Mexico: GAM Recovers Expropriated Mills

On March 12, complying with a ruling of the Judicial Power, the Office of the Secretary of Agriculture returned the Presidente Benito Juárez sugar mill to the Grupo Azucarero México (GAM). The mill is located in Tabasco, with a 7,200 tonnes of daily capacity (tdc), and is the fourth mill returned to the GAM. The government had already transferred back the Lázaro Cárdenas (Michoacán, 2,200 tdc), the José María Martínez (Jalisco, 4,000 tdc) and El Dorado (Sinaloa, 3,600 tdc). The GAM won the right of protection in the process of expropriation of September 2001, in which the government took over 27 of the almost 60 mills in the country.

Initially, the GAM had interposed a demand of protection on six expropriated mills, but in November of the 2002 desisted of two, the San Francisco and the San Pedro, both in Veracruz. The GAM had mentioned a demand for compensation of between USD 60 and 85 million on these two mills, which would be used to pay debts with financial institutions. This demand is not part of another demand announced in August of 2003 that the GAM would launch for damages, calculated at between USD 80 and 100 million. "In that time (after expropriation), a representative of GAM said, the mills were profitable and the government should hand back the profits." The GAM would also seek compensation on dismissal of personnel, legal costs and loss of market share (at the moment of expropriation it was the second largest sugar group in Mexico).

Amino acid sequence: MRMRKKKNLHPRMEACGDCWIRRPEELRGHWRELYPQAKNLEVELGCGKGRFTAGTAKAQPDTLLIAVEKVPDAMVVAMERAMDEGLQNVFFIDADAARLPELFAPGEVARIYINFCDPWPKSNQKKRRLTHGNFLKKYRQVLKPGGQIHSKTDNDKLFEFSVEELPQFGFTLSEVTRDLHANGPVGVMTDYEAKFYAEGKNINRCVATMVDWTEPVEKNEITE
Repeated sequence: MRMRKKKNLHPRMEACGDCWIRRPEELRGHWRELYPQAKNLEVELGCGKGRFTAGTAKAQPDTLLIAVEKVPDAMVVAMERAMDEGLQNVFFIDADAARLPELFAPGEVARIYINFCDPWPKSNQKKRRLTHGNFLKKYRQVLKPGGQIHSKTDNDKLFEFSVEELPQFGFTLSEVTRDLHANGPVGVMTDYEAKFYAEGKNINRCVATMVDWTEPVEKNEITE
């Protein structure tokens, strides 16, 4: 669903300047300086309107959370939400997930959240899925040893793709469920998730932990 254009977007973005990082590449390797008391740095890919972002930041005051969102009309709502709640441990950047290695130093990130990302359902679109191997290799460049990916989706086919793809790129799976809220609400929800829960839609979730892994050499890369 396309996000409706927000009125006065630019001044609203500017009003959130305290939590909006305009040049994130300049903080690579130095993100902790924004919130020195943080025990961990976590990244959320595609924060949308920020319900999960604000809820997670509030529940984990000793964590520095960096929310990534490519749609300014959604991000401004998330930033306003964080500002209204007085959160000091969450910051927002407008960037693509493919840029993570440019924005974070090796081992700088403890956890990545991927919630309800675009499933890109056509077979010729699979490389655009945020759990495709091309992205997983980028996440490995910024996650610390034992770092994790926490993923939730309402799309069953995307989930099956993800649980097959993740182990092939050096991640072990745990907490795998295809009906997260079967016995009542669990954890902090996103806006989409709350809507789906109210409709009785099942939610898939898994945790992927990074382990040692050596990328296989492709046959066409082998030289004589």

The GAM said its mills were in reasonable condition in September 2001 and the expropriation was unfair, an opinion shared by local analysts, who said the GAM had paid the debt on the privatised mills, that it was the group with less debt within the expropriated mills (about 2.2 percent of the total debt of the sector), and that before the expropriation, it had already signed contracts with cane growers and guaranteed payments for the cane of the 2000-01 crop.